Chapter by Chapter features me reading one chapter of the selected book at the time and reviewing it as if I were reviewing an episode of a TV show or an issue of a comic. There will be spoilers if you haven’t read to the point I have, and if you’ve read further I ask that you don’t spoil anything further into the book. Think of it as read-along book club.

Chapter By Chapter Star Wars - Shadows Of The Empire

So where were we?

For those of you new to the party, before my medical hiatus we were reading the above book, Steve Perry’s Star Wars: Shadows Of The Empire. Set during the time between The Empire Strikes Back and Return Of The Jedi, the story we’ve seen an attempt by our heroes to rescue the carbonite-frozen Han Solo from Boba Fett. It didn’t go well. It went worse when an R2 unit took control of an X-Wing and tried to kill Luke. The unit was later destroyed to hide the evidence by the assassin, who was killed by Wedge when she decided to take Luke out herself, and not to dinner.

The problem comes from Prince Xizor, a Falleen who has a vendetta against Darth Vader. Leader of the organization Black Sun and playing both sides of the war to benefit his group and side with the winners, Xizor wants to be the Emperor’s hand after Vader. (If only he had heard of Mara Jade, but that’s for another time.) He also has a personal score against Vader because the Sith Lord wiped out his family. Xizor himself also relishes the power and “respect” that comes with leading Black Sun and has no compassion for anybody, trusting only his assassin droid, the human-resembling Guri. And now that we’re caught up it’s time to get back to our review.

The first segment has a meeting between Vader and Xizor. The Black Sun leader tells the Sith Lord about a Rebel ship yard, which just happens to be owned by a Black Sun rival. That’s how the prince’s mind works. He assumes the Emperor will send Vader himself to go after it, putting him out of the way as he continues his plan to frame Vader for Luke’s assassination and the price on the young Jedi’s head. He also gets to take out a rival without doing anything or risking his own men and position while gaining more of Palpatine’s favor. He also sends a bodyguard to pay off the gardener to come work on his place instead of the Emperor’s. You get a good sense of how well Xizor plays the manipulation game.

We next take a few moments with Luke. Really, this segment is just to remind us that Luke has been spending time at Ben Kenobi’s old place on Tattooine, building his own lightsaber after he lost his old one (belonging to pre-Vader Anakin Skywalker, Luke’s daddy) in the fight back in Cloud City on Bespin (as seen in the second movie). They also explain how Luke can take a shower on a desert planet and shows that the Star Wars Universe has air conditioners. Not much here, but considering how long we’ve been away from this book I can appreciate it. I wonder if Perry was thinking of this, that they may not have resumed the book in a while due to some incident or forgot during the failed rescue and assassination, what Luke was up to earlier in the story. Building a new lightsaber (seen in the third movie) is a mild but important story moment.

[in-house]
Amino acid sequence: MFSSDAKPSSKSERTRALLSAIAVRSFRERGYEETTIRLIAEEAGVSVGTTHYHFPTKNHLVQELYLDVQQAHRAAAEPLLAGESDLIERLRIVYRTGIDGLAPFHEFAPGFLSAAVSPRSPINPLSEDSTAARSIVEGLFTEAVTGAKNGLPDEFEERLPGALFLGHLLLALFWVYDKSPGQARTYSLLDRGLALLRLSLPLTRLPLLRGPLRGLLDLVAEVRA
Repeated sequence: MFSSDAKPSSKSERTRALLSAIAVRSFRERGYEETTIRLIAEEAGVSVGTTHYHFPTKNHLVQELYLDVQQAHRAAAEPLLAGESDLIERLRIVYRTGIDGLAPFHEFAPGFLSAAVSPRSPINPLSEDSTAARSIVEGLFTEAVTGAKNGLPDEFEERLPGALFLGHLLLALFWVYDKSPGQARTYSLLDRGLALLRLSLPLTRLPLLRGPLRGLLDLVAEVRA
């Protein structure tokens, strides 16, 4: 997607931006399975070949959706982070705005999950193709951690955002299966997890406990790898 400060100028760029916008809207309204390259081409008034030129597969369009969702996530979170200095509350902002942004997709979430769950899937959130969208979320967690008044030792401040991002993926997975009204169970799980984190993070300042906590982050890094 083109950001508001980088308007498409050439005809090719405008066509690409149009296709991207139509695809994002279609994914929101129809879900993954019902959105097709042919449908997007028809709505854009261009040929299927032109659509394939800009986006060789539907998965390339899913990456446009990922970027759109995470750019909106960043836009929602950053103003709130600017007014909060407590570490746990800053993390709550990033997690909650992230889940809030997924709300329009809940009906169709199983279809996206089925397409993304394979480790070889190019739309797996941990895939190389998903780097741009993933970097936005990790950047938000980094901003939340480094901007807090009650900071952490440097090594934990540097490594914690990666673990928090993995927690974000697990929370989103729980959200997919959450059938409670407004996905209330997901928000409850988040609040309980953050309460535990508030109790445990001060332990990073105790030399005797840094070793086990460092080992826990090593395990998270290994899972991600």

And then we catch up with the rest of our non-frozen heroes. Previously, Leia found out about the attempt on Luke’s life (well, two, but who’s counting?) and is looking for answers before they can find Han again. (They know at least that Fett will be delivering him to Jabba The Hutt, at least, but previously we saw an attempt to beat him to the punch. Too bad the bounty hunter is still friendly with the Empire.) They’re heading to Rodian, the planet where Greedo comes from. And if you don’t know who Greedo is with the “Han shot first” controversy in Star Wars, then I’m not sure what brought you here because you must not follow this franchise much. This is just setup for the future, including noting that Lando’s contact is Greedo’s uncle and might take it out on Han’s friends. Dun dun dun!

We bookend (no pun intended) with the Vader/Xizor plot. Xizor’s information has been confirmed and as he thought Vader will be sent to deal with the shipyards. Vader knows the Dark Prince is up to something and plans to end this quickly. This is also more setup and continues the rivalry between the two. It’s a good way to end the chapter.

I almost asked for this book while I was in the convalescent home after my surgery, but I wouldn’t have been able to do the reviews if I had. This continues to be a good book and hopefully chapter 12, which will be reviewed next week barring new complications, will continue the trend.

About ShadowWing Tronix

A would be comic writer looking to organize his living space as well as his thoughts. So I have a blog for each goal. :)

5 responses »

  1. Sean says:

    Is this the same Steve Perry who wrote scripts for some of the Thundercats episodes?


  2. Sean says:

    I only asked because yesterday when I had left that comment, I read the Thundercats, Safari Joe issue, and it said that Steve Perry was the one who wrote the script for that particular episode. With what you wrote about the Star Wars Novel, I remember reading about the Black Sun in some 1998 Star Wars comic books that I had discovered this winter that I still had. Just as you’re rereading your Star Wars novel, I plan to do the same with my numerous Dr. Who, 3 Robotech, and 3 Star Wars novels. Tomorrow, I will read the articles that you posted today. Good to see that you’re back to being active with your blog. Looks as though normalcy has somewhat returned to you.


  3. Sean says:

    Ok, then it looks like there’s more than 1 Steve Perry involved in the writing business for science fiction.


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